So, what’s the point? I believe that part of holding our elected officials accountable is remembering what has occurred in the past. We would be far less easily swayed by the sensationalist claim that, “Nothing like this has ever happened before.” [This is as silly as the belief held by most sports fans that the greatest player or team or game or dynasty has happened within their own viewing experience.] There’s really very little new under the sun. Also, we would be able to tell if our leaders and reporters are remaining true to their claimed core beliefs or giving off the aroma of hypocrisy. If something is illegal or unconstitutional, it’s just as wrong for your side to do it as it is for your opponents. You can’t have it both ways.

As we become more and more inundated with information, we must also be aware of issue framing by media sources. When current vice president Joe Biden was a candidate for the 1988 presidential election, he admitted to press reports that he had plagiarized material for a paper when he was in law school in the ’60s. This became a major factor in his decision to withdraw from the race. However, as David Greenberg pointed out, there was little mention of the plagiarism when Biden became Obama’s running mate in 2008. This means one of two things: either reporters are willing to overlook misbehavior if they believe in a particular candidacy but point it out when they don’t support someone, or they have come to believe that plagiarism is no big deal. Either possibility is just as scary as entrusting the preservation, protection, and defense of the Constitution of the United States to someone who claimed he did not understand the rules and procedures for citing sources. WHILE HE WAS IN LAW SCHOOL.

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“You got me.”

The current parallel: media scrutiny of candidate Donald Trump’s history of Chapter 11 bankruptcies. Many feel that this demonstrates an inability to manage corporate finances responsibly or a callous disregard for the jobs and livelihoods of employees. While this may be true, his actions were permissible and public. He took advantage of a legal opportunity, even if we feel that the legal opportunity needs revision.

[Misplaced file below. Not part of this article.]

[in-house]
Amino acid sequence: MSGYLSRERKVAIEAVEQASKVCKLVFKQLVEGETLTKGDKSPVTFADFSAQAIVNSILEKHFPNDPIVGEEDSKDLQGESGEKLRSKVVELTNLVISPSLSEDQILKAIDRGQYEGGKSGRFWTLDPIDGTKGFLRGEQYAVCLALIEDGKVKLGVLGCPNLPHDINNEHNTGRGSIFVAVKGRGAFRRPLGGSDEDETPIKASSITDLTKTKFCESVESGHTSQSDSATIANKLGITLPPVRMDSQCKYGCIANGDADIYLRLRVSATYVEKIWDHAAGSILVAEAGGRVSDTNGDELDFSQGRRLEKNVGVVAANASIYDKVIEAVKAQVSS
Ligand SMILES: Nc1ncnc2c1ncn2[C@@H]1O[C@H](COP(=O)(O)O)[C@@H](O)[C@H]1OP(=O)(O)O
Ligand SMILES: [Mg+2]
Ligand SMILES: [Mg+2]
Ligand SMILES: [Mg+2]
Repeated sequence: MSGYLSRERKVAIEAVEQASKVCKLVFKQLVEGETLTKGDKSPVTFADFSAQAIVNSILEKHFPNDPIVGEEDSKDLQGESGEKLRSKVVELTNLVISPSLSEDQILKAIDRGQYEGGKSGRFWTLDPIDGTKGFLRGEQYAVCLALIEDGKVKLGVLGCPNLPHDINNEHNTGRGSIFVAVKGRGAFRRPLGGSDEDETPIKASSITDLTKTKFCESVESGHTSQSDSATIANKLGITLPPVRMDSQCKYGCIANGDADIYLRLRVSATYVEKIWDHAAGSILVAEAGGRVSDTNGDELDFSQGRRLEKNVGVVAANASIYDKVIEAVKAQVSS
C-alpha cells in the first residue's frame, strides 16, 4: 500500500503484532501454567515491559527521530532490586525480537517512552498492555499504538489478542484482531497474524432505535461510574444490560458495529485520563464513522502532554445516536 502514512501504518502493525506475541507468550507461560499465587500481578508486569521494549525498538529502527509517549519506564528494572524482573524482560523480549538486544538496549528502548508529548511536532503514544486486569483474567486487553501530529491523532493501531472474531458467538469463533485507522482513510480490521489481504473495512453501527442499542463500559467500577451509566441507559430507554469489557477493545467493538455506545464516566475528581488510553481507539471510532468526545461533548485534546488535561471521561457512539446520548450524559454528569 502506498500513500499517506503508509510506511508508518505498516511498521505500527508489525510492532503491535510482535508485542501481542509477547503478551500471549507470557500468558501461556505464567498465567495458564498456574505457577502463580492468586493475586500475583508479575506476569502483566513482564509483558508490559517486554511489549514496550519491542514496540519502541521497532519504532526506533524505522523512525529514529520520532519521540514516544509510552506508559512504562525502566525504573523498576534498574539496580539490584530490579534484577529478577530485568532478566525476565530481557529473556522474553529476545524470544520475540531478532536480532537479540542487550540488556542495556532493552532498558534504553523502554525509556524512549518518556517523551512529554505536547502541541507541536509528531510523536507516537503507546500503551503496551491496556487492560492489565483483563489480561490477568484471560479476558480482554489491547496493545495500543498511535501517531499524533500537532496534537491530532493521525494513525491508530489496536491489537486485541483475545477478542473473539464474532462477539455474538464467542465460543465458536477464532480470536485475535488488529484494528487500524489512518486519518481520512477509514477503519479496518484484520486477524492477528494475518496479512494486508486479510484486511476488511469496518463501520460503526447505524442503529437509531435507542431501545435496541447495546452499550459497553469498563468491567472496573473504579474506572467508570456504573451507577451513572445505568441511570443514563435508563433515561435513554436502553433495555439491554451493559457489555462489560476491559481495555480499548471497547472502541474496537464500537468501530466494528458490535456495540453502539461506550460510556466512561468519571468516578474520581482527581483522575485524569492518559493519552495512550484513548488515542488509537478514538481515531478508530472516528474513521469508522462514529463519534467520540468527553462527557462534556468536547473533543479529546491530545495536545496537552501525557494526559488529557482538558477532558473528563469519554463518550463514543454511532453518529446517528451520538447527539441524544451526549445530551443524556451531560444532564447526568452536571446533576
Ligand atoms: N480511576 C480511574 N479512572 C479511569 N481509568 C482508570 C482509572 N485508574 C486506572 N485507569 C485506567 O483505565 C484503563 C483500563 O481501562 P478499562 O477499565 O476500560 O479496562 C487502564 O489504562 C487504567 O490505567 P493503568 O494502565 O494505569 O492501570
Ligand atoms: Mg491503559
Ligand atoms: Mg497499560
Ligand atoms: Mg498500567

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“I don’t need to steal someone’s law school paper. I’ll just buy it.”

If reporters supported Trump’s candidacy, would they downplay his financial history? Is bankruptcy worse than plagiarism? These are issues a responsible voter will investigate and ponder in order to make good choices in elections. You should not just believe what pundits or candidates want you to believe simply because they make television shows or write on line.

Remember, no one can deceive you without your consent.

Give Me Gridlock or Give Me Death

A little while ago, I wrote about the upcoming summer Olympics and how both the athletes and the fans misunderstand what should go on there. Well, every summer Games coincides with a United States presidential election, and the misunderstandings and distortions that go along with this make anything from the world of sports fade into insignificance.

For some reason, Americans love to think the president “runs the country.” They use phrases such as “most powerful man in the world” when speaking of the officeholder. They forget, or do not realize, that the Constitution speaks of Congress first and the president second. They would be shocked to realize that the president holds eight (8) powers. They are indignant that Congress can delay or prevent his initiatives and nominations.

I was reminded how widespread the problem is by an article in October’s Atlantic called “Our Fragile Constitution.” You can read the full article here, but the piece presents a slight variation on the tired old anti-partisan refrain, “Can’t our government stop fighting and start fixing?” I would really hope that such a venerable and respected publication as The Atlantic would bring some learned perspective to this question, but alas, this essay is confused at best and purposely misleading at worst.

Yoni Appelbaum purports to have uncovered the source of the problem through a revolutionary new idea presented in The Royalist Revolution by Eric Nelson. Perhaps what prevents the U. S. government from acting to fix the country is not in the stubborn partisan proclivities of today’s elected officials, but rather something written into the Constitution itself!

Appelbaum traces Nelson’s claims that the revolutionaries in the American colonies really preferred George III to Parliament, and attempted to write a royal executive into the Constitution. However, because of their carelessness and misunderstanding of history, they inadvertently created a balanced system where the legislature could delay the presidential initiatives that the citizens prefer. He concludes that the United States should not feel obligation to this “dysfunctional” system. Let the president give the people what they want!

There is so much wrong here that I hardly know where to begin. Despite calling the Constitution “fragile,” an idea reinforced by the accompanying graphic,